CMS Comment

The Down Syndrome Coalition (logos)

April 11, 2022: The Down Syndrome Coalition, along with our colleagues from the Down Syndrome Diagnosis Network (DSDN), Down Syndrome Medical Interest Group-USA (DSMIG), International Mosaic Down Syndrome Association (IMDSA), and National Task Group on Intellectual Disabilities and Dementia Practices (NTG), and in partnership with our self-advocates and families, succeeded in removing discriminatory language from an important healthcare coverage determination that would have excluded people with Down syndrome from clinical trials for a new class of Alzheimer’s treatments. With more than 1,800 individual comments submitted by the Down syndrome community, this community’s voice was too loud to ignore, and we are one step closer to our goal of making sure adults with Down syndrome have equitable access to treatment options for Alzheimer’s disease. The next phase of our collective advocacy must be focused on supporting the inclusion of people with Down syndrome in clinical trials for Alzheimer’s treatments.

View the Coalition Response to CMS


Last summer, the FDA approved a new drug called aducanumab, one of the first treatments meant to address the cause of Alzheimer’s disease and the first in a new class of treatments. In January 2022, The Centers for Medicare & Medicaid Services (CMS) proposed a plan that excluded people with Down syndrome and other intellectual and developmental disabilities. While we don’t yet know the extent to which this class of drugs will benefit individuals with Down syndrome, we want to make sure they have every opportunity to receive the best possible treatments now and into the future.

February 4, 2022: Down Syndrome Affiliates in Action (DSAIA), Down Syndrome Medical Interest Group (DSMIG-USA), GiGi’s Playhouse Down Syndrome Achievement Centers, Global Down Syndrome Foundation (Global), LuMind IDSC Foundation (LuMind IDSC), National Down Syndrome Congress (NDSC), National Down Syndrome Society (NDSS), and National Task Group on Intellectual Disabilities and Dementia Practices (NTG) collaborated to catalyze a community-wide response to the draft decision. Because of how significant the impact of Alzheimer’s disease is on our community, it’s critical that we come together and share a common message to combat this discrimination and protect our community’s access to treatment for Alzheimer’s disease.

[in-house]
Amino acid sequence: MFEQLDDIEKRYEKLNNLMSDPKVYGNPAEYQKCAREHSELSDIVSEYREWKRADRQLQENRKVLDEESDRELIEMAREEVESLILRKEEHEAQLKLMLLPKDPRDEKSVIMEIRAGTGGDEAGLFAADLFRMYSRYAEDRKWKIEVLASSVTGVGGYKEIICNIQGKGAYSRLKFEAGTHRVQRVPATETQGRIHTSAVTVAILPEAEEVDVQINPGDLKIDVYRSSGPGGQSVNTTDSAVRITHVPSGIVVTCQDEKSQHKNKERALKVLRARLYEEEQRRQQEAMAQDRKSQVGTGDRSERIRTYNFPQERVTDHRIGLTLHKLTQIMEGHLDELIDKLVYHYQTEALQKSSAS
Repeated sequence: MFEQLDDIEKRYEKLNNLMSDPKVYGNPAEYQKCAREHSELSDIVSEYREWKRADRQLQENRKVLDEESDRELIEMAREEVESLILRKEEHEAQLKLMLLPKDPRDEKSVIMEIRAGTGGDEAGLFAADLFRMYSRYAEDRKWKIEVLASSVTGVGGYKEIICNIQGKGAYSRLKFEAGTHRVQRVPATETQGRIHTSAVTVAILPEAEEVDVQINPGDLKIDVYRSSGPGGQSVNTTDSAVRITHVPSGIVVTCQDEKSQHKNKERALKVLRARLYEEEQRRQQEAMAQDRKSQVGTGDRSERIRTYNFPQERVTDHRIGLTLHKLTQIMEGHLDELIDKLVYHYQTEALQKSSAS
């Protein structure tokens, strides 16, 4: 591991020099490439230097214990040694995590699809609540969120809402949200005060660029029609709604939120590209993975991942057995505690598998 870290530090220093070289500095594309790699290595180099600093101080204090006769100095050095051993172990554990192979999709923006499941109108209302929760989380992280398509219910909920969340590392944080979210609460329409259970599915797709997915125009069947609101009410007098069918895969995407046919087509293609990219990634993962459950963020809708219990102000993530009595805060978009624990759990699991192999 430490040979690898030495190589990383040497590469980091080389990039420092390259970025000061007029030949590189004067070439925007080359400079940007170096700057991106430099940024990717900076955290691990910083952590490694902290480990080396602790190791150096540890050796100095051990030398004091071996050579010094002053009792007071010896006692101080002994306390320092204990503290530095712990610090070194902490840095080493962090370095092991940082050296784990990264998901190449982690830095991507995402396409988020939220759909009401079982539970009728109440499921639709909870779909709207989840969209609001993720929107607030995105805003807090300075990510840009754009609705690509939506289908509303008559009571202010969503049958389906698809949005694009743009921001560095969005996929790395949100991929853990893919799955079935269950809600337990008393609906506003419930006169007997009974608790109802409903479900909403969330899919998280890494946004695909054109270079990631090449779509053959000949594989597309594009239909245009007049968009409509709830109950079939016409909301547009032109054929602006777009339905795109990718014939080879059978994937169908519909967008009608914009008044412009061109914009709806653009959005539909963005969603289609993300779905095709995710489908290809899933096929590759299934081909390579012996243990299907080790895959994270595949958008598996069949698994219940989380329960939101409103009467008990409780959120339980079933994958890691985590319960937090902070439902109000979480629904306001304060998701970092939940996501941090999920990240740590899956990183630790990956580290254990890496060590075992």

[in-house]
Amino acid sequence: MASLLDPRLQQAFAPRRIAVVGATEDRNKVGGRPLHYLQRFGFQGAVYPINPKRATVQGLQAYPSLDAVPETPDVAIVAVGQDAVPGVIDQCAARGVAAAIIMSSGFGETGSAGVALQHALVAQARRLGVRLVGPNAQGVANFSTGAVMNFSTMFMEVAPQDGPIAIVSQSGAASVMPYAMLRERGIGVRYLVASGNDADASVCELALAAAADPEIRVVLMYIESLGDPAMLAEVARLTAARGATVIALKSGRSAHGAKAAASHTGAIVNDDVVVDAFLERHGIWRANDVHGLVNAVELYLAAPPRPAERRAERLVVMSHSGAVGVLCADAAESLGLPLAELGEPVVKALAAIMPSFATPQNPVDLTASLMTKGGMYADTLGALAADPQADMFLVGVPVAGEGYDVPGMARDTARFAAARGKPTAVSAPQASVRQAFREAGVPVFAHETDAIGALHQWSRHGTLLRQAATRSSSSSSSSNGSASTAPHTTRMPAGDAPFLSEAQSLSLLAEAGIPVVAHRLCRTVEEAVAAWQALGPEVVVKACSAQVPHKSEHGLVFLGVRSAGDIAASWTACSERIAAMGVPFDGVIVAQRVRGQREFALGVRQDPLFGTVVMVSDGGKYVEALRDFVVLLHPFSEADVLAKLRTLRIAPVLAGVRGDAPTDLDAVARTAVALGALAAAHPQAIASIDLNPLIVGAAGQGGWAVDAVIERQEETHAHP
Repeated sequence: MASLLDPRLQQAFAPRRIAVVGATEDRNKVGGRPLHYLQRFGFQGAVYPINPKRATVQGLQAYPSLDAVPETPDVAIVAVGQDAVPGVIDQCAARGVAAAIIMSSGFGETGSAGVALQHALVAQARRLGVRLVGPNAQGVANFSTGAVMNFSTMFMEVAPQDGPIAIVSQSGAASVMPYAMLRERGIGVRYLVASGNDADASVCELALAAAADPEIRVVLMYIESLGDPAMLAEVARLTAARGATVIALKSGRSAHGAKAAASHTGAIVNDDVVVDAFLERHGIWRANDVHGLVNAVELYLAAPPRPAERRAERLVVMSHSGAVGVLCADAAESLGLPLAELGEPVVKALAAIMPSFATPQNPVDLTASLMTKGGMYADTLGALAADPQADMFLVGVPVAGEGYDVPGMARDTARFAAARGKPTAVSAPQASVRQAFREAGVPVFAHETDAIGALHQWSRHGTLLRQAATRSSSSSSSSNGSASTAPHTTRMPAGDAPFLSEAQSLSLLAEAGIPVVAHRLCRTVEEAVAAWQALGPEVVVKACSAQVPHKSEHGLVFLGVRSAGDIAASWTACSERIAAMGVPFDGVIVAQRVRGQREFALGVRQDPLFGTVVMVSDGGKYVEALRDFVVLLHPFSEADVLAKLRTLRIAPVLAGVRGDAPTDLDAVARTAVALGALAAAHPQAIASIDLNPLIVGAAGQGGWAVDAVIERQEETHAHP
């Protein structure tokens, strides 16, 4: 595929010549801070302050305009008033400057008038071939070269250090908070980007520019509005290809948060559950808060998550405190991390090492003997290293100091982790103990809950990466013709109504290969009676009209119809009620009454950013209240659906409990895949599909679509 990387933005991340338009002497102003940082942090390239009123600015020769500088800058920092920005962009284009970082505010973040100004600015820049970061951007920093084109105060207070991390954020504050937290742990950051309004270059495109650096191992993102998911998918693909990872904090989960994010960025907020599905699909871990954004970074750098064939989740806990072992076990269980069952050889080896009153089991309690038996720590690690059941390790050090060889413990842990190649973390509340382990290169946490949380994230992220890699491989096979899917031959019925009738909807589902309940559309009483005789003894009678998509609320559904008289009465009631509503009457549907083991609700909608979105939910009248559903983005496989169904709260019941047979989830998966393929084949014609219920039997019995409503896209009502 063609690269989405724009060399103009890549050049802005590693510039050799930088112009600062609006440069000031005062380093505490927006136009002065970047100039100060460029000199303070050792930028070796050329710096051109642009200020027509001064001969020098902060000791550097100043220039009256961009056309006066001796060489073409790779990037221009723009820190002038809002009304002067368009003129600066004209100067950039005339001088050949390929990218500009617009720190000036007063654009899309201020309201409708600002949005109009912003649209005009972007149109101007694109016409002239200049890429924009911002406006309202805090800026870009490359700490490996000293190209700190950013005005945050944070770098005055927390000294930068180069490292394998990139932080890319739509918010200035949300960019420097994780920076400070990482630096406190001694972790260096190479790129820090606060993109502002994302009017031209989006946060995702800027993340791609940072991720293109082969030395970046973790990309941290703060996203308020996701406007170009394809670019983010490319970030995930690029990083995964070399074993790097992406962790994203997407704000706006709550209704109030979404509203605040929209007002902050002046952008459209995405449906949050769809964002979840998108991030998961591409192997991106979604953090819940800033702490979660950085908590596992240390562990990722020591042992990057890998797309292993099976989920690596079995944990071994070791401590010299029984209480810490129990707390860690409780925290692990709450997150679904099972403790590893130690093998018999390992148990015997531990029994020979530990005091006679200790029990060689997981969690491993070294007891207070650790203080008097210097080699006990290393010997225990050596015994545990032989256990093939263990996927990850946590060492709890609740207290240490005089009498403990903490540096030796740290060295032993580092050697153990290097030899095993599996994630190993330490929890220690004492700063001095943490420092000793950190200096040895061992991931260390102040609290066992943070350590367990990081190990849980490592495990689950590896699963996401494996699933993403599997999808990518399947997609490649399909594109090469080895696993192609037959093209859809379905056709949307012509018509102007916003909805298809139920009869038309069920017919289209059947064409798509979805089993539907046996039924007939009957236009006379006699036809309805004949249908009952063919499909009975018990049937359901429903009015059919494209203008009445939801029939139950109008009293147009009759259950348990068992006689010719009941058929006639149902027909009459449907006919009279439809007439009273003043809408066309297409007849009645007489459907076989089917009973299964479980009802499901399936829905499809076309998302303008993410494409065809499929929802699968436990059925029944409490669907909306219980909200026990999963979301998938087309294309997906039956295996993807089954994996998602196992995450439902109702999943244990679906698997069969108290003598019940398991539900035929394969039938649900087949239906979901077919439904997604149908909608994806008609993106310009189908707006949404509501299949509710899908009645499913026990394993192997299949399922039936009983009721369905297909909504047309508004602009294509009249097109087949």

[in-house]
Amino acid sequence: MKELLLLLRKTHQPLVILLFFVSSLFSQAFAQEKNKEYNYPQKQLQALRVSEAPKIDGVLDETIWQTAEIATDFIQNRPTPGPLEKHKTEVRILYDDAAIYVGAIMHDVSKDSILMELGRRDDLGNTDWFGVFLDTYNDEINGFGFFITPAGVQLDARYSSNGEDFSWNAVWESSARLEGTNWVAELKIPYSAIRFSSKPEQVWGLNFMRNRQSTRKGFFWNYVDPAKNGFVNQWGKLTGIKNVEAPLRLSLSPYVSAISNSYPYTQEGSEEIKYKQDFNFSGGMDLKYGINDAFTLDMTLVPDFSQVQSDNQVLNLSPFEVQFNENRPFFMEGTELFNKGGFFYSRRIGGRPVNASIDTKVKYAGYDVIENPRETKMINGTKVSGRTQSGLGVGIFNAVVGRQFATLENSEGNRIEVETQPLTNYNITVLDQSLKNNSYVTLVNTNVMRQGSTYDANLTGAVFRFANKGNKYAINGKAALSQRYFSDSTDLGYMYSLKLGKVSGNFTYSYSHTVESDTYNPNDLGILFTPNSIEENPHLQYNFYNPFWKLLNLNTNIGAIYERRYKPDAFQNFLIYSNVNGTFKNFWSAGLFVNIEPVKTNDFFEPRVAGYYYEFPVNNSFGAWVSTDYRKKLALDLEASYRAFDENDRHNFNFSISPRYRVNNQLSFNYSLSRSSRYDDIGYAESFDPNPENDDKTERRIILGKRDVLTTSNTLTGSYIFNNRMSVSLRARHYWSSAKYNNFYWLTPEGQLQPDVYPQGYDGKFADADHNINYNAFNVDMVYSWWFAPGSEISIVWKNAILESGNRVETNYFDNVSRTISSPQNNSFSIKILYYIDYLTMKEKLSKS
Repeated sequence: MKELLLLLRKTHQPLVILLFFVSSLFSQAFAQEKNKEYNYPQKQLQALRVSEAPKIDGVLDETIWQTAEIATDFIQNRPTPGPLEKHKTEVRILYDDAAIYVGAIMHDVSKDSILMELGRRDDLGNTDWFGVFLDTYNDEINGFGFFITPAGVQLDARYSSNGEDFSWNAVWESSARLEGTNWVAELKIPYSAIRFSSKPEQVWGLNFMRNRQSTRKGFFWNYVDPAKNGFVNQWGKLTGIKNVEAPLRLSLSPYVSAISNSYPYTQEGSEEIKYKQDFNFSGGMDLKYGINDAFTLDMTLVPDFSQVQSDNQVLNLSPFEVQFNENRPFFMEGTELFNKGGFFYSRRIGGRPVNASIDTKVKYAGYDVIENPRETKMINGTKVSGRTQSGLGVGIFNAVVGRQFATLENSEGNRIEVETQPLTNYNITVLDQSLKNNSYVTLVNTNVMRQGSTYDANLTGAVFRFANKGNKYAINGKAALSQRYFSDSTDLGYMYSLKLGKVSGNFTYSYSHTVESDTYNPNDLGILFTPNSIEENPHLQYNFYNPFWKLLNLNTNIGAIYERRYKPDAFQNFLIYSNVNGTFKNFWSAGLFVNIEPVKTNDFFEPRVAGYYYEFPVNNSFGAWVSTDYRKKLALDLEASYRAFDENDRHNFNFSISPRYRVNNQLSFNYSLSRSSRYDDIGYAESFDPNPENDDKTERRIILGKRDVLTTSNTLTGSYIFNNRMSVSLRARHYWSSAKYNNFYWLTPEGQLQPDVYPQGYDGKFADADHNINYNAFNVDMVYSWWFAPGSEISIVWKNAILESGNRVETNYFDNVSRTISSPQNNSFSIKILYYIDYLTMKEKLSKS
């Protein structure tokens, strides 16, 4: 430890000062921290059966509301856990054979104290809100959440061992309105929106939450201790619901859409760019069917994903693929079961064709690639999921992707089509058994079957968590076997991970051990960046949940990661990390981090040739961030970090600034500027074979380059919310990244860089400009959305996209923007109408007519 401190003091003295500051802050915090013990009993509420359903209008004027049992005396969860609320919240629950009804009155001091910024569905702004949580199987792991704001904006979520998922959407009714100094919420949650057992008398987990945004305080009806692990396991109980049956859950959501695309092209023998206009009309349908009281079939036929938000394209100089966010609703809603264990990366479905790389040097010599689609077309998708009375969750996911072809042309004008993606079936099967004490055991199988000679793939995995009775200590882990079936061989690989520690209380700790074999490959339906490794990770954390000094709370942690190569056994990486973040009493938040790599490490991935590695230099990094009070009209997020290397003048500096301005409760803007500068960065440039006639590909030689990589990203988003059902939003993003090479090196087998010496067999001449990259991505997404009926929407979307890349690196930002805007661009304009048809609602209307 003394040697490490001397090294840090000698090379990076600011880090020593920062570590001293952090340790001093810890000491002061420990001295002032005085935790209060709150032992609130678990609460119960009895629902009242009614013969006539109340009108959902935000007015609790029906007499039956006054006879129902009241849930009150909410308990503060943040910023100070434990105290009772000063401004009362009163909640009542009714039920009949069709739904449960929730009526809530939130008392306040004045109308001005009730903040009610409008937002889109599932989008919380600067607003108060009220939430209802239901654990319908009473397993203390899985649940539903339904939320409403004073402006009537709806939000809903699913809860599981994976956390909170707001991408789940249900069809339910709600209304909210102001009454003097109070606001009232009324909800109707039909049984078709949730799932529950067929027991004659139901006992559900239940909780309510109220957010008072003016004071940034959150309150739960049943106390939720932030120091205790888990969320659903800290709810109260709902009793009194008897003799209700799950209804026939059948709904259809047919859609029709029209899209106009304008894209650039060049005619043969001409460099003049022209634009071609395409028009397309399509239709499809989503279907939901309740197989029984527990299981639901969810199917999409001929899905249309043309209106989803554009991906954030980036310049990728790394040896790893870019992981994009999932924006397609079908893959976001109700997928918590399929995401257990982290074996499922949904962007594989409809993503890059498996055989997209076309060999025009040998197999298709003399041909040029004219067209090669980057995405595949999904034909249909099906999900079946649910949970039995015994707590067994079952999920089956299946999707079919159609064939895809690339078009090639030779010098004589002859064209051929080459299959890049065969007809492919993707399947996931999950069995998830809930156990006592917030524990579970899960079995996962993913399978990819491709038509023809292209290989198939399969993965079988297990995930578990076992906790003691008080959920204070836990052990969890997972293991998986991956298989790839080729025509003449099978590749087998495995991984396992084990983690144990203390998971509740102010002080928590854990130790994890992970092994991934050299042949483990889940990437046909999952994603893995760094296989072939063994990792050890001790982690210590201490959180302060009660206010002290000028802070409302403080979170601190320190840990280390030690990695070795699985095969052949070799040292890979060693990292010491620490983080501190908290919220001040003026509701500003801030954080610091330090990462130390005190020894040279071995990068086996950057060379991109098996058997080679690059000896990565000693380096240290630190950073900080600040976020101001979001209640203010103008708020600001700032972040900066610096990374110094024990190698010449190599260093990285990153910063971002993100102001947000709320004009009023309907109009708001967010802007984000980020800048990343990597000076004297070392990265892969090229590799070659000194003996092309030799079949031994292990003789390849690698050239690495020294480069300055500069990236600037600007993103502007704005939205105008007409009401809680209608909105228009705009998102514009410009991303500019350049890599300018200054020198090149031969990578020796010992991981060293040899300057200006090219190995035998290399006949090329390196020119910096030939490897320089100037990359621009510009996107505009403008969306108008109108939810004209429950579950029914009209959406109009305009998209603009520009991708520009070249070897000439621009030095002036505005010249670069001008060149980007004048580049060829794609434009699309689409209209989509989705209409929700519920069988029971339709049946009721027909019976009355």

To learn more, you can view the recording of a recent Webinar hosted by LuMind IDSC and NDSS for Down Syndrome Affiliates in Action.

View NDSS’ initial comment to CMS



The critical link between Down syndrome and Alzheimer’s disease is genetic. Because the amyloid precursor protein that is the basis for Alzheimer’s disease to occur is present on chromosome 21, people with Down syndrome, who have three copies of chromosome 21 instead of two, are at a higher risk for developing Alzheimer’s disease. In the real world, people with Down syndrome have a 90% chance of developing Alzheimer’s disease. They will see the onset of these symptoms earlier in life than members of the general public, and, once they do, they will experience a faster progression of the disease.  

On January 11th, CMS proposed to cover aducanumab under a Coverage with Evidence Development (or CED) framework. Part of that CED protocol excludes people with Down syndrome and other intellectual and developmental disabilities entirely. This exclusion from coverage now will have both short- and long-term negative effects on our community because aducanumab is a breakthrough treatment, and the CED is meant specifically to help develop evidence of the drug’s effectiveness. If CMS moves forward with this exclusion, whatever evidence might be developed, none of it will apply to our community, and people with Down syndrome will be no closer to gaining covered access to a safe Alzheimer’s treatment. Instead, our community will be farther away than everyone else. As new developments are made based on the health outcomes of aducanumab, that gap will only widen.